For maximum muscle strength, powerlifters consume huge amounts of protein, which often contains fat and calories that add up to excess body fat, especially with a workout that doesn’t include cardio. Although some fat is necessary for health and strength -- for men, about 10 to 23 percent is healthy -- a 2009 University of Maryland study, published in "The Journal of Strength and Conditioning Research," found that high amounts of body fat were associated with loss of strength. Abdominal fat leads to heart disease, high blood pressure and an increased risk of heart attack, according to Harvard Health. Heart weakness increases health risks when lifting heavy weights.
Strong at Heart
A healthy heart needs 150 minutes of moderate or 75 minutes of high-intensity cardio each week, according to the American Heart Association. Many powerlifters swear by a meat diet, but very large amounts of meat -- even lean meat and chicken -- deliver large amounts of fat and calories that get stored as fat. You can get more the same amounts of protein or more from low-calorie, non-fat or low-fat foods, resulting in a higher percentage of body muscle compared to fat. Replace some of the fat-containing foods in your diet with eggs, fish, non-fat dairy and whey protein supplements to lower your daily fat intake. Whey protein is a very digestible and usable source of protein and contains high amounts of the amino acids and BCAAs -- necessary nutrients for muscle for performance, recovery and repair.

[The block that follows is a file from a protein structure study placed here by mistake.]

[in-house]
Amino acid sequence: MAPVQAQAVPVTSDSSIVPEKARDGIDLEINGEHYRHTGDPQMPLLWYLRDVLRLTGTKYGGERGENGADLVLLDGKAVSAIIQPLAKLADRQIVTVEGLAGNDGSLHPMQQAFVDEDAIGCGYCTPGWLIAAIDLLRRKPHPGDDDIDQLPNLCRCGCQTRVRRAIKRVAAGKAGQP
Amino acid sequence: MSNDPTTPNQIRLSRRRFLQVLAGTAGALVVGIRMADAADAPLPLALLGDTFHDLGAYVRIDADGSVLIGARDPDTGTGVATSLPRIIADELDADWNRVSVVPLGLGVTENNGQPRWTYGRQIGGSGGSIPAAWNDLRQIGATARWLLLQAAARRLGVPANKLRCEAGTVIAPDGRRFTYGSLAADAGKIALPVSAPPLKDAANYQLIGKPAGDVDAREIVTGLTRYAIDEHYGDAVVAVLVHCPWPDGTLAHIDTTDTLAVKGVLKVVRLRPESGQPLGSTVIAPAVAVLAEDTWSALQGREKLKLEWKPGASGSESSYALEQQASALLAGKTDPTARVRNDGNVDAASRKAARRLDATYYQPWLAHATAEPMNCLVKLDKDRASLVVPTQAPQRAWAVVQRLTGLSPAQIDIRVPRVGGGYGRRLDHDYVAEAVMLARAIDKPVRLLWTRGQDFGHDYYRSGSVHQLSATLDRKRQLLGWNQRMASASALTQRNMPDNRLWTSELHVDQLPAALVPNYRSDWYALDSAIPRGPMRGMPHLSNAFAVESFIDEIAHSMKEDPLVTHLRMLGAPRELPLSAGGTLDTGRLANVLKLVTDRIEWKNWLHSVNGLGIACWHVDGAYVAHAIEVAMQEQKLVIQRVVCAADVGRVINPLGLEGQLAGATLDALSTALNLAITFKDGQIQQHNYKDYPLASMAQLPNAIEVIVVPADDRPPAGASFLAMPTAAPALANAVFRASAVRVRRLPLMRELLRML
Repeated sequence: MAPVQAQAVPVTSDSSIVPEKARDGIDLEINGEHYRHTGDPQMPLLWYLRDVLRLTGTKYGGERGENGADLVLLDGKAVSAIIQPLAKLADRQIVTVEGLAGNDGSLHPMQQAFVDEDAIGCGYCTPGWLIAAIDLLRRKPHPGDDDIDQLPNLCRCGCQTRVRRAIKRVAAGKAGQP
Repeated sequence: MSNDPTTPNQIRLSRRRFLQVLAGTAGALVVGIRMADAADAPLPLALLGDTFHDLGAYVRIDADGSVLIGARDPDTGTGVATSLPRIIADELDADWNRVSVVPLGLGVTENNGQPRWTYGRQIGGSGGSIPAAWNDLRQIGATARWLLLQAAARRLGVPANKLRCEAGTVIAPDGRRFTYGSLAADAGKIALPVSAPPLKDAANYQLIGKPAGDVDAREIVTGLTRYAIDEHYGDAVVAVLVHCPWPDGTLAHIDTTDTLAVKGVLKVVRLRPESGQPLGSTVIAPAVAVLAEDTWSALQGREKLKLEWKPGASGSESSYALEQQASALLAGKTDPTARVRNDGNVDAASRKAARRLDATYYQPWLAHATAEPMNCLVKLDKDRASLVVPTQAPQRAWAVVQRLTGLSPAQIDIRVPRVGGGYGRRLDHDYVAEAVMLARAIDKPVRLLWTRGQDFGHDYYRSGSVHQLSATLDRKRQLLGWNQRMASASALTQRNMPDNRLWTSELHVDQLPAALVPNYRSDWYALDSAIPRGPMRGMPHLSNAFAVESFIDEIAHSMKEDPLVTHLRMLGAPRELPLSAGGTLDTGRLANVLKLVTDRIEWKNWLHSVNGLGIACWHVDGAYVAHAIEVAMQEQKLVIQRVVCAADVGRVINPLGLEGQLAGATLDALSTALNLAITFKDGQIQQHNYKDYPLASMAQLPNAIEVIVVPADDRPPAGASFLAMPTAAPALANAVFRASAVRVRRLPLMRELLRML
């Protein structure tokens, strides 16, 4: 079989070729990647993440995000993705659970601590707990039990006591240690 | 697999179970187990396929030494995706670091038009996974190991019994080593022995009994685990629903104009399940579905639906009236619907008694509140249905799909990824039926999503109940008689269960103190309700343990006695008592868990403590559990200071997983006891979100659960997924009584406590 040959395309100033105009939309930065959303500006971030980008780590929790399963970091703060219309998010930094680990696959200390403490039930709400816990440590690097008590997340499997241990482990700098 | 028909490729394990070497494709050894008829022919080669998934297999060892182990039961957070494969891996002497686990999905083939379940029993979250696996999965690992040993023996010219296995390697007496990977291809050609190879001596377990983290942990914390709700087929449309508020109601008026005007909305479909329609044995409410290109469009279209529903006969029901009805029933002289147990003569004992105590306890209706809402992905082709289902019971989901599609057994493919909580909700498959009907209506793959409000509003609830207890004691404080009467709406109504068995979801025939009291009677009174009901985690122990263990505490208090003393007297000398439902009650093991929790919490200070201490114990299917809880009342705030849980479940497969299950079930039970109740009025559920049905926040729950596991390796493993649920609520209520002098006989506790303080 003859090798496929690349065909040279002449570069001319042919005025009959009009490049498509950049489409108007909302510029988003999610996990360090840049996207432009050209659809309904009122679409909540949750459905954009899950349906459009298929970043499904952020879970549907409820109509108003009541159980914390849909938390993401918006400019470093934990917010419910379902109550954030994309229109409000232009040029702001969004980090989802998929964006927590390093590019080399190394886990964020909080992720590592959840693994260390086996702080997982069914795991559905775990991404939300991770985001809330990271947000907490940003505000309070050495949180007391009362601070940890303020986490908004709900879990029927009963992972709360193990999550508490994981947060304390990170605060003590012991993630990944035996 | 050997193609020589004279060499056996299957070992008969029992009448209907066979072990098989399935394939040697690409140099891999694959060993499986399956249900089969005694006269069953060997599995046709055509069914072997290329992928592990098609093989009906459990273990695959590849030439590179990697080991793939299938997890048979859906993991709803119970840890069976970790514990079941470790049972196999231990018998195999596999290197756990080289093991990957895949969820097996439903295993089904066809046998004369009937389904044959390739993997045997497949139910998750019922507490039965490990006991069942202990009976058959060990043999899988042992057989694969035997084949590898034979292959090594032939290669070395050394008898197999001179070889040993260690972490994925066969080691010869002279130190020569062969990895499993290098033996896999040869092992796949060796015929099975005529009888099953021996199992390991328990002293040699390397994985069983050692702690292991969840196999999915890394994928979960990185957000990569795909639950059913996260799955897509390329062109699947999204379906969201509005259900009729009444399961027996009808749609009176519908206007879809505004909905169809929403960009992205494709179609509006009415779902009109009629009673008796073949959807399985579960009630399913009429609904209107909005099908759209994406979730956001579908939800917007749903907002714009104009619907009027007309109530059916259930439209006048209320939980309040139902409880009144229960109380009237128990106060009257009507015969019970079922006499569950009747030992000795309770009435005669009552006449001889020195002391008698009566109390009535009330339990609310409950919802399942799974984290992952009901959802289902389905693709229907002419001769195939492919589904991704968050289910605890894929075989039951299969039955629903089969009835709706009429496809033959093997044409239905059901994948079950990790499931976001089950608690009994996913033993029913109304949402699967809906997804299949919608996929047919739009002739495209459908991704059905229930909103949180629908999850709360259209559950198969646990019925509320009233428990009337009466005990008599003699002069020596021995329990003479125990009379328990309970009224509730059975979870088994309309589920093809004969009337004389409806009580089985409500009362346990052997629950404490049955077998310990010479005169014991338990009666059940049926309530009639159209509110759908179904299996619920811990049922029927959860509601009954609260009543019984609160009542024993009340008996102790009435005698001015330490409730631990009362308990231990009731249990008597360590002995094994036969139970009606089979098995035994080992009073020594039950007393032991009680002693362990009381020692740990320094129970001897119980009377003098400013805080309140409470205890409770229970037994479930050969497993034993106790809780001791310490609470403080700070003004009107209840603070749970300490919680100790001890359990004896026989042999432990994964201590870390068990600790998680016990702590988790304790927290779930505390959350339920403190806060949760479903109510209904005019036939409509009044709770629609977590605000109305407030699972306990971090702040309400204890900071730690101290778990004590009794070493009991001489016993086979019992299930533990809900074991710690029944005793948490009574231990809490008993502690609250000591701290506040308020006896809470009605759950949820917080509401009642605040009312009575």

- National Center for Biotechnology Information: Effects of Strength Training on Physical Function: Influence of Power, Strength, and Body Composition
- Harvard Health: Abdominal Fat and How It Affects Your Health, From the Harvard Men’s Health Watch
- Health Status: Varying Degrees of Body Fat Percentage for Men and Women